Inclusion of an additional paragraph on the effect of self management from a systematic review and meta–analysis by Cannon et al (Cannon 2016) which aimed to evaluate the impact on health-related quality of life, exercise capacity, anxiety and depression, self efficacy and hospitalisations. Twenty five RCTs involving 4,083 participants were included. The results of this review were both concordant and discordant with previous ones. Self-management programs lead to statistically significant improvements in health status measured by the SGRQ, however unlike Zwerink (Zwerink 2014), this did not meet the Minimum Clinically Important Difference (MCID) of 4 units. Exercise capacity measured by the 6MWD also improved, as did the negative effect, physical exertion and behavioural risk factor domains of the COPD self efficacy scale. There were no significant differences in anxiety, depression or hospital admissions.
D5. Treat anxiety and depression
Inclusion of a paragraph discussing a nurse-delivered minimalist version of Cognitive Behaviour Therapy (CBT) facilitated by the use of laminated cards and delivered in 1-2 home visits of 20-60
minute duration. There were clinically and statistically significant improvements in HADS anxiety scale and the CRQ Mastery scale, in the intervention arm (n=22) compared to the control arm (n=22), when followed up at 3 months (Bove 2016).
X: Manage eXacerbations
Inclusion of a paragraph discussing a systematic review of seven trials with a total of 880 patient who were hospitalised with an exacerbation of COPD and underwent a CT pulmonary angiogram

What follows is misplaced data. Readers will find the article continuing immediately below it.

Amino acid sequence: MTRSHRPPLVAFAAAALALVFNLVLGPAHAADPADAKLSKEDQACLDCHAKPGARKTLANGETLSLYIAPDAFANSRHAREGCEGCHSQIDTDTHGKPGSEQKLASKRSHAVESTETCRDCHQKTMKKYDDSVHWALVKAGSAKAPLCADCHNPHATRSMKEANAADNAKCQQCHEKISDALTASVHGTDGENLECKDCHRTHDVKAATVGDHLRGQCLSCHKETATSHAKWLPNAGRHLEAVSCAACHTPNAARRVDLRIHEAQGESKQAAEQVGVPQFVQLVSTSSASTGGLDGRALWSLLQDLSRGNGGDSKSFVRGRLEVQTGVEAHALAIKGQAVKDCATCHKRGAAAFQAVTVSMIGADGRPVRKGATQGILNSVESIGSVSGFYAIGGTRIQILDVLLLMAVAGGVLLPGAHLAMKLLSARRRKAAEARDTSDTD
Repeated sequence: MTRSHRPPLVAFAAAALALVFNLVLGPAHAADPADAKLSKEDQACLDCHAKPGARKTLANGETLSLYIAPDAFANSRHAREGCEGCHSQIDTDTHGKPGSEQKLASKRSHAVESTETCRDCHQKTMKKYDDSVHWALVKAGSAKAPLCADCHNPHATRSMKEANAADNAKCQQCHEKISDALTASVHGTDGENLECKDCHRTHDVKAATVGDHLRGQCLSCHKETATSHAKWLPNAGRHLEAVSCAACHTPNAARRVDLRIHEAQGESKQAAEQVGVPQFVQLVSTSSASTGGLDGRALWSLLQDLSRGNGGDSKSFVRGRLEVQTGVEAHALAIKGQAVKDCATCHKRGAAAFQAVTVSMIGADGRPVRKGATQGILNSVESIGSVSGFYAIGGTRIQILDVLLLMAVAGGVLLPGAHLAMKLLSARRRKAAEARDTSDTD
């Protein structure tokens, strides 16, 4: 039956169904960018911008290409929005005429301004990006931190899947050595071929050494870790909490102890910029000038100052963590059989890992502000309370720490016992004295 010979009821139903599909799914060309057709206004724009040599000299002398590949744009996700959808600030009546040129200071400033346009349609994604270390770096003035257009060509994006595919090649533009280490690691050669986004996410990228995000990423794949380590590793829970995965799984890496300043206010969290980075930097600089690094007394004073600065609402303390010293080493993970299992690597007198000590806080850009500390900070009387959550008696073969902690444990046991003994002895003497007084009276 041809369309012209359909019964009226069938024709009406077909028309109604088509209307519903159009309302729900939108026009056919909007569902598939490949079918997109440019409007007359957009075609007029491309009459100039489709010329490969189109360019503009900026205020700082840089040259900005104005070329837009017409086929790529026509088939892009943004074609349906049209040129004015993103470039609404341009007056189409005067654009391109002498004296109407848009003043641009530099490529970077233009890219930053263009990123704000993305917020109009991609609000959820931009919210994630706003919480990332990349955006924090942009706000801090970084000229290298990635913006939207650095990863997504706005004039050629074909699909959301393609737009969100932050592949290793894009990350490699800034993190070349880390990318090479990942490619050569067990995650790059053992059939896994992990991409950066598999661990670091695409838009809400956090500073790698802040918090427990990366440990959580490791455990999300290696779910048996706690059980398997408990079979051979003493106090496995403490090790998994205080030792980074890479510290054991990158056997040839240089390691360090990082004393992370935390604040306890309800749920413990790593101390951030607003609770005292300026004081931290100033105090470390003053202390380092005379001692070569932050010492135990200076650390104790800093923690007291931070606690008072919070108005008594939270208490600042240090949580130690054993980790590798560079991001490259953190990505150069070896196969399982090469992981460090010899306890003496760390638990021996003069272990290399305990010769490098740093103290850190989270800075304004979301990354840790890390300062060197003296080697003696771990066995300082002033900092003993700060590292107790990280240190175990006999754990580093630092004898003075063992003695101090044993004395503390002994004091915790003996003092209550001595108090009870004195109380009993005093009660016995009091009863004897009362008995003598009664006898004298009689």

which found that 16% had a pulmonary embolism (Aleva 2016). There was a large variation in the prevalence of pulmonary embolism between studies; 3% to 29%. Only one third of patients had
small isolated subsegmental pulmonary embolism. Based on the high prevalence of pulmonary embolism, this diagnosis should be considered in patients presenting with an exacerbation of COPD hen signs of an infection are absent and chest pain and cardiac failure are present.
Inclusion of a paragraph stating that exacerbations of COPD are associated with accelerated loss of Lung function, particularly in patients with mild disease. Each severe exacerbation was associated ith an additional FEV1 loss of 87mls/year (Dransfield 2017).
X4 Uptake and impact of guidelines for exacerbations
Addition of a new section discussing the proliferation of COPD guidelines around the world, but that here has been little evaluation of their uptake into clinical practice, or their impact on clinical outcomes. A study of the compliance to COPD-X (Gerber 2016) recommendations in 381 COPD patients attending the EDs of two hospitals within one local Australian health service, has demonstrated moderately satisfactory results, with compliance to individual recommendations of the order of 74-90%, and to the whole list of recommendations of 49%, indicating some room for
further improvement. Highest levels of compliance were seen in the most severe COPD cases. This study did not show a reduction in length of stay with greater compliance; however this analysis did not adjust for severity.